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5 Ornithine Benefits (incl. Sleep) + Side Effects

Written by Joe Cohen, BS | Last updated:
Jonathan Ritter
Medically reviewed by
Jonathan Ritter, PharmD, PhD (Pharmacology) | Written by Joe Cohen, BS | Last updated:

Ornithine is considered a non-essential amino acid that may improve recovery from exercise and injury. What is ornithine? How do we make it, and what does it do? Read on to learn more.

What Is Ornithine?

In the world of amino acids, ornithine is unusual. It doesn’t directly make proteins, and you don’t need to eat it in your diet, but it’s absolutely necessary for you to stay alive. How can that be?

Well, you don’t need to eat it because you can make your own. It’s important for life because it helps detoxify ammonia before it leaves the body. High levels of ammonia in the blood can cause all kinds of health problems, including cognitive defects and personality changes [1, 2, 3, 4].


Many commercial ornithine supplements specify that they contain L-ornithine. Amino acids are given an L or D designation depending on which potential mirror image form they take. The L indicates that the amino acid is in the “left-handed” form [5].

In living things, the L amino acids are far and away more common than the D amino acids [5].

Snapshot of Ornithine


  • Accelerates recovery times after exercise
  • Helps manage chronic liver disease
  • Improves wound (and especially burn) healing
  • May improve hangover recovery
  • Considered safe to supplement
  • Relatively easy to increase with diet choices


  • High doses may cause nausea, diarrhea, and other side effects
  • Usefulness limited to periods of high stress
  • Expensive to supplement

How Does It Work?

The Urea Cycle

The urea cycle is one of your body’s waste management systems. It takes ammonia, a waste product of amino acid breakdown, and converts it to urea, which the kidneys can then excrete in urine [6].

Ornithine is an important gear in the machinery of the urea cycle. In the second step of the cycle, an enzyme called ornithine transcarbamylase takes ornithine and carbamoyl phosphate and converts them to citrulline and phosphate [6].

Thus, the theory behind ornithine supplements is that they may accelerate the urea cycle and improve the bodys waste management system.

Ornithine Decarboxylase

Besides the urea cycle, ornithine has a couple of other functions that are a little less understood. One of these is the production of polyamines: organic compounds that are highly concentrated in the brain. There’s a lot we don’t know about polyamines, but their levels decline with age [7].

Ornithine decarboxylase (ODC) is an enzyme that begins the process of building polyamines. Strangely, we can use ODC levels to detect certain types of cancer and bacteria [7, 8, 9, 10].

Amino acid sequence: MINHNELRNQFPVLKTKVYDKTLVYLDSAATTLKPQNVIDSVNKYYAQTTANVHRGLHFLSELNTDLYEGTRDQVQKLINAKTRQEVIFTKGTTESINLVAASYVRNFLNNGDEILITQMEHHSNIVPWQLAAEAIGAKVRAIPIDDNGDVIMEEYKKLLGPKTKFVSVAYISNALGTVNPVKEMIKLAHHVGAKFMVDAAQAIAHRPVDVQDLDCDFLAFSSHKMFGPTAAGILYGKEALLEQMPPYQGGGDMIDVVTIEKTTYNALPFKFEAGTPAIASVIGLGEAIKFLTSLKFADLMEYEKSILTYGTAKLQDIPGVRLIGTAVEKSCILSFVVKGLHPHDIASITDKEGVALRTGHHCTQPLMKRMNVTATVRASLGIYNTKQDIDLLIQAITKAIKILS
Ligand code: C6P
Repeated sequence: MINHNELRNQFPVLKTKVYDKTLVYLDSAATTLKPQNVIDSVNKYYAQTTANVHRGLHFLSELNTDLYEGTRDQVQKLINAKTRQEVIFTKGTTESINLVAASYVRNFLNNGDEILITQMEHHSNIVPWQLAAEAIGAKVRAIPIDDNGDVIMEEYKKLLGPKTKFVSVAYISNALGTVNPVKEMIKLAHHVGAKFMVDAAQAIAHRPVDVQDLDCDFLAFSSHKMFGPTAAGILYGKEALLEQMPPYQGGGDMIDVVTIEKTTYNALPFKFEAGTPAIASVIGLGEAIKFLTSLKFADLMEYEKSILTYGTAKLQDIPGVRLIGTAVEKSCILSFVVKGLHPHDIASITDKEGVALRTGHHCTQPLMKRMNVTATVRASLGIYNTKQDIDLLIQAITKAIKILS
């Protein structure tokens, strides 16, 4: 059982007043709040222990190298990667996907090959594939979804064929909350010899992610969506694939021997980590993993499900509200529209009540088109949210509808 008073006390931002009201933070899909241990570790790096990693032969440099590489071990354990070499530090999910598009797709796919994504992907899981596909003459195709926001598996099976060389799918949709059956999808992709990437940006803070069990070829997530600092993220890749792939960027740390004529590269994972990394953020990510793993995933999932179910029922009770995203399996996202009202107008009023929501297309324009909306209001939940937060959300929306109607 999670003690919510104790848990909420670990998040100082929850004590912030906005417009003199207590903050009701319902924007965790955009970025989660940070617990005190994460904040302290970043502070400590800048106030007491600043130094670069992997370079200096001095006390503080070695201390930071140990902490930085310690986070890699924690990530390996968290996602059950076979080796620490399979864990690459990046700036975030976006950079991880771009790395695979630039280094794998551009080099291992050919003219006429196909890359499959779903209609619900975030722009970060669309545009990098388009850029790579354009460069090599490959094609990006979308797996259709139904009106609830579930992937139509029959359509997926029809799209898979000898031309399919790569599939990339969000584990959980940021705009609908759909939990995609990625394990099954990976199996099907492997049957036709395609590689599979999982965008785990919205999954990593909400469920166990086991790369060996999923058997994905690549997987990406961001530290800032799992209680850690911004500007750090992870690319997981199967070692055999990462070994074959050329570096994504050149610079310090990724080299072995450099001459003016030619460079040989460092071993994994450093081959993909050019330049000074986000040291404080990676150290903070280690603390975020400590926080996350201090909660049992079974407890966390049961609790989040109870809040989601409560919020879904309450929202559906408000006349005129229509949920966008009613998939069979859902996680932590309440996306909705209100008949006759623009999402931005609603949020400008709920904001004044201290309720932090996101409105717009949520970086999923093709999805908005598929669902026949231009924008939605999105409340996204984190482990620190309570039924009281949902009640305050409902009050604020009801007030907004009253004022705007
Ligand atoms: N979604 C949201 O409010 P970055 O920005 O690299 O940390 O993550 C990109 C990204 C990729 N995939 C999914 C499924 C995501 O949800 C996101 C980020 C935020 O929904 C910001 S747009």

Formulations & Combinations

L-Ornithine HCl

Some ornithine supplements are sold as L-ornithine HCl. What’s the difference between these and other ornithine supplements? What is HCl?

In technical terms, L-ornithine hydrochloride (or L-ornithine HCl) is a chlorine salt of L-ornithine. That is, it’s a version of L-ornithine with a chlorine and a hydrogen atom attached. L-ornithine HCl has been the subject of multiple studies on physical fatigue and recovery from exercise, and it appears to be fairly effective for this purpose [11, 12, 13].

Ornithine Alpha-Ketoglutarate

Ornithine alpha-ketoglutarate, or OKG, is successfully used to improve burn healing and muscle protein building under stress [14, 15].

OKG is also a precursor for arginine (an amino acid) and nitric oxide (an antioxidant derived from arginine) [16].

Their combination is often supplemented to increase muscle gains and speed repair after intense exercise or injuries.

L-Ornithine and L-Arginine

L-ornithine and L-arginine are often sold as a combined supplement because L-arginine improves the absorption of ornithine into the cell. In theory, arginine should amplify the effects of ornithine supplements. Use caution, however: according to a cell study, arginine’s usefulness has a ceiling. Above a certain concentration, arginine reduced ornithine uptake [17].

Combined supplements of ornithine and arginine are, overall, probably more effective than ornithine alone.

L-Ornithine L-Aspartate (LOLA)

When L-ornithine and L-aspartate are given in combination, they are called LOLA. This combination is commonly used to manage the symptoms of hepatic encephalopathy, though it is probably only effective for chronic liver disease and not acute liver disease [18, 19, 20].

Potential Benefits (Possibly Effective)

Ornithine has produced positive results in multiple studies investigating athletic performance, but larger and more robust studies are required to confirm its effectiveness. Furthermore, because of the many common formulations and combinations of ornithine, it’s unclear which is best for any purpose. Talk to your doctor before starting a new supplement.

1) Athletic Performance

Ornithine supplements are relatively popular among athletes and bodybuilders. In a survey of a commercial gym on Long Island, 13.5% of clients said that they had tried ornithine, and 9% said they used it regularly [21].